Japan Makes Breakthrough In
Fukushima Power Plant
EMF Protection Devices
Magnetic Field Detector
December 16, 2011
By Jonathan Soble in Tokyo
Japan has succeeded in
bringing its tsunami-stricken atomic power station to a safe
“cold shutdown”, the government said on Friday, concluding
the most dangerous phase of its nuclear crisis after a
Yoshihiko Noda, prime
minister, announced the end of the emergency at a meeting of
officials from his administration and Tokyo Electric Power,
the Fukushima Daiichi plant 240km north of Tokyo.
“The reactors have achieved
cold shutdown, and it is judged that the power plant
accident itself is resolved,” he said.
Three reactors at Fukushima
Daiichi melted down in March after a powerful tsunami
swamped the facility, knocking out its cooling systems.
Radiation leaks forced more than 100,000 people to abandon
homes nearby and polluted some 3 per cent of Japan’s land
mass to levels requiring decontamination.
The accident was the worst
caused by the nuclear power industry since the 1986
explosion and meltdown at Chernobyl in the then Soviet
Cold shutdown is a technical
term meaning temperatures inside the reactors’ cores are
stably below the 100-degree centigrade boiling point. It
indicates that a nuclear chain reaction is highly unlikely
to recur, though Fukushima Daiichi’s damaged units remain
highly radioactive at close range and will remain so for
Teams of engineers and
emergency workers have been pumping water into the reactors
since the first days of the crisis – initially using fire
hoses to spray them with seawater, and later employing a
jury-rigged system of tanks and pipelines.
A side effect of their early
efforts was that tens of thousands of tonnes of contaminated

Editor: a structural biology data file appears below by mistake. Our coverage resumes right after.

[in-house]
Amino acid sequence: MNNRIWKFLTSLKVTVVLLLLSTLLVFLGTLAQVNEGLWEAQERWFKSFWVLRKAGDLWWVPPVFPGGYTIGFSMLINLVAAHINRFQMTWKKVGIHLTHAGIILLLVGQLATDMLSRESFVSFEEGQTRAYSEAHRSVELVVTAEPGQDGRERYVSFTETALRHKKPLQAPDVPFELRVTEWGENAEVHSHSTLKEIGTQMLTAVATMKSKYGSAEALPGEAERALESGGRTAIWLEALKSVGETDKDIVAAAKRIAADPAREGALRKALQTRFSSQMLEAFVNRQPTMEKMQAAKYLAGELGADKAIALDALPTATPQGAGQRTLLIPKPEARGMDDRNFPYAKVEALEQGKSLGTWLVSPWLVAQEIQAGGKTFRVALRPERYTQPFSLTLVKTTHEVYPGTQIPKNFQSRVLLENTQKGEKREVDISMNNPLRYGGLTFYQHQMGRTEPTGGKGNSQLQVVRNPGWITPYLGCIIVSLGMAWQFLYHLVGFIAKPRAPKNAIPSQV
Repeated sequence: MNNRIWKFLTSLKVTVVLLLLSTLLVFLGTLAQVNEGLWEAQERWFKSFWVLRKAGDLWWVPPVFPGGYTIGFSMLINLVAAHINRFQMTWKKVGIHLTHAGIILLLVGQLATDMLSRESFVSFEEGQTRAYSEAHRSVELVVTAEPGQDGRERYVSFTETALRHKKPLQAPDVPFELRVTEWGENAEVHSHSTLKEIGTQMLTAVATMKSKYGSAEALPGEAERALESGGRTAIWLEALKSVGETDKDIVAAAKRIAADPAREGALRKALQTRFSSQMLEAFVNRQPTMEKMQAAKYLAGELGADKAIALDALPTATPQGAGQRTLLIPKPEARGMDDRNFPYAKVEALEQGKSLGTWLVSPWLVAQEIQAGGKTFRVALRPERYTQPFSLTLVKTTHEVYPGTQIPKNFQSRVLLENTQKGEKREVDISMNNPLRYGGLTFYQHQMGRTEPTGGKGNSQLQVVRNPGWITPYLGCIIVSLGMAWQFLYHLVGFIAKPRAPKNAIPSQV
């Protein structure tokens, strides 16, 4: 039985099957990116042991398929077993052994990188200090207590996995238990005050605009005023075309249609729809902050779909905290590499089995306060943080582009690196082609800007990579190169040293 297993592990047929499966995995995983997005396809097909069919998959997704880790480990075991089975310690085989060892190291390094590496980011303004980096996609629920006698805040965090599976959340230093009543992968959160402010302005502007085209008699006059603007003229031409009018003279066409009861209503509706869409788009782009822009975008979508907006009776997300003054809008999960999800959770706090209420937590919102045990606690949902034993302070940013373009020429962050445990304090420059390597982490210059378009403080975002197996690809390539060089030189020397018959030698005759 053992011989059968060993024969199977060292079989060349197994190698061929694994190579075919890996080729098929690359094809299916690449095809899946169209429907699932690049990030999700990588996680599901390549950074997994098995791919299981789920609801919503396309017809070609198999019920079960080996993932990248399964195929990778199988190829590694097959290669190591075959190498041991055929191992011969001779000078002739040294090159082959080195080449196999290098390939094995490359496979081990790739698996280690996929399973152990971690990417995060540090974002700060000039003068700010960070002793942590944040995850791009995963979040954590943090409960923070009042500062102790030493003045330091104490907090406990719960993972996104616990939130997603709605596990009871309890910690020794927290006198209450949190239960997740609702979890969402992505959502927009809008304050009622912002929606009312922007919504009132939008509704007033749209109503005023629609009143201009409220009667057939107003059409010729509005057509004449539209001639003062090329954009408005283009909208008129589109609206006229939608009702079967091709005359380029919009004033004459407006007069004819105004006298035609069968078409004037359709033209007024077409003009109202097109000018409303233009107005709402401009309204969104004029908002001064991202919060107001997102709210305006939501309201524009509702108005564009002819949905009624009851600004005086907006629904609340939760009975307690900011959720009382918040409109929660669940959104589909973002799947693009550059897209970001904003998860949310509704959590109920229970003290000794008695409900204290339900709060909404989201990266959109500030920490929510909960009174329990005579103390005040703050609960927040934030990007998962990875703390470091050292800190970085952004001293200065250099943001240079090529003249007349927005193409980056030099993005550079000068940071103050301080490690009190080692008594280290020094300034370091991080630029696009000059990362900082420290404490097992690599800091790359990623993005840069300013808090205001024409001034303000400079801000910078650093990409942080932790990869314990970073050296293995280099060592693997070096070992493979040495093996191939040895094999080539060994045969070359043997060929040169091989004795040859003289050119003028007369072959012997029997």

water built up at the site, some of which leaked into the
The next step will be
permanently to decommission the facility, a process that is
expected to take decades and cost tens of billions of
dollars. It will involve sealing or dismantling the three
meltdown-hit reactors and at least one more damaged unit on
the six-reactor site.
Simply removing the units’
uranium fuel will be difficult and time-consuming: a still
unverified amount of fuel has burned through the reactors’
central containment vessels, forming dangerous pools on the
floors below. In addition, technicians must deal with four
damaged storage tanks containing still-radioactive spent
Tepco is due to complete a
decommissioning plan later this month. Depending on its cost
projections, the government could be forced to inject
additional capital into the financially struggling utility,
in effect nationalising it, according to people familiar
with the matter.
A government-appointed panel
estimated in October that sealing or dismantling the site’s
four ruined reactors could cost Y1,100bn, but some
government officials and outside experts argue that the true
amount could be several times higher.